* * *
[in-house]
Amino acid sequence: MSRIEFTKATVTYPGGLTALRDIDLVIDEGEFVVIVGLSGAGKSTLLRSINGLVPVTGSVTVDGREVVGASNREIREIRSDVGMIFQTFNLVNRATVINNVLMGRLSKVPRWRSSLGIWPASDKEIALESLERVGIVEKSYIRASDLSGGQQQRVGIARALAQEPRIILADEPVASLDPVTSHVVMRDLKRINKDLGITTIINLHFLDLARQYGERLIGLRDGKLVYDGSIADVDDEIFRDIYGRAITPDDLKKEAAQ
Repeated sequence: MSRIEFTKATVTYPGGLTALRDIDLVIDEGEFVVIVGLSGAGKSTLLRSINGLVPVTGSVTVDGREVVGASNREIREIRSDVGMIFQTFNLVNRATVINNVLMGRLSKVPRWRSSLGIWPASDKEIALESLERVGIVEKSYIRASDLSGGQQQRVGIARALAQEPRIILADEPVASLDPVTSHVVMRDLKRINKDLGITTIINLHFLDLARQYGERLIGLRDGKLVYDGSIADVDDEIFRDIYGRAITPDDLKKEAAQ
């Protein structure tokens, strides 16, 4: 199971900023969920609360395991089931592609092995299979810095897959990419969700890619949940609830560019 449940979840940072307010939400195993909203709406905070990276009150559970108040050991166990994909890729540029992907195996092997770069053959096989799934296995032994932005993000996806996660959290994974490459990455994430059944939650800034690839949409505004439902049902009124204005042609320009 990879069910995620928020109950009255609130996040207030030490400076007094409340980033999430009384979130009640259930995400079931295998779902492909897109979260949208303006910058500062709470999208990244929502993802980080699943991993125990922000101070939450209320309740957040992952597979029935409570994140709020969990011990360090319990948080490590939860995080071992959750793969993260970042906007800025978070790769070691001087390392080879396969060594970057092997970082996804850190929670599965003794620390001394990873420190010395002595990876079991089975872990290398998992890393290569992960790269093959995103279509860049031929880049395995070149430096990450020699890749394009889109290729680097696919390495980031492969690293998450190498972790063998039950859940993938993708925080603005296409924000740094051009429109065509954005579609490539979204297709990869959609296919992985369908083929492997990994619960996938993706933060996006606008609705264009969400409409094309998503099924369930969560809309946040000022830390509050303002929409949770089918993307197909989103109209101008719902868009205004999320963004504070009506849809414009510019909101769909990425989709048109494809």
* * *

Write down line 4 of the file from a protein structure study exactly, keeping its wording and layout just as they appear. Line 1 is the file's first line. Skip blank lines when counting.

């Protein structure tokens, strides 16, 4: 199971900023969920609360395991089931592609092995299979810095897959990419969700890619949940609830560019 449940979840940072307010939400195993909203709406905070990276009150559970108040050991166990994909890729540029992907195996092997770069053959096989799934296995032994932005993000996806996660959290994974490459990455994430059944939650800034690839949409505004439902049902009124204005042609320009 990879069910995620928020109950009255609130996040207030030490400076007094409340980033999430009384979130009640259930995400079931295998779902492909897109979260949208303006910058500062709470999208990244929502993802980080699943991993125990922000101070939450209320309740957040992952597979029935409570994140709020969990011990360090319990948080490590939860995080071992959750793969993260970042906007800025978070790769070691001087390392080879396969060594970057092997970082996804850190929670599965003794620390001394990873420190010395002595990876079991089975872990290398998992890393290569992960790269093959995103279509860049031929880049395995070149430096990450020699890749394009889109290729680097696919390495980031492969690293998450190498972790063998039950859940993938993708925080603005296409924000740094051009429109065509954005579609490539979204297709990869959609296919992985369908083929492997990994619960996938993706933060996006606008609705264009969400409409094309998503099924369930969560809309946040000022830390509050303002929409949770089918993307197909989103109209101008719902868009205004999320963004504070009506849809414009510019909101769909990425989709048109494809």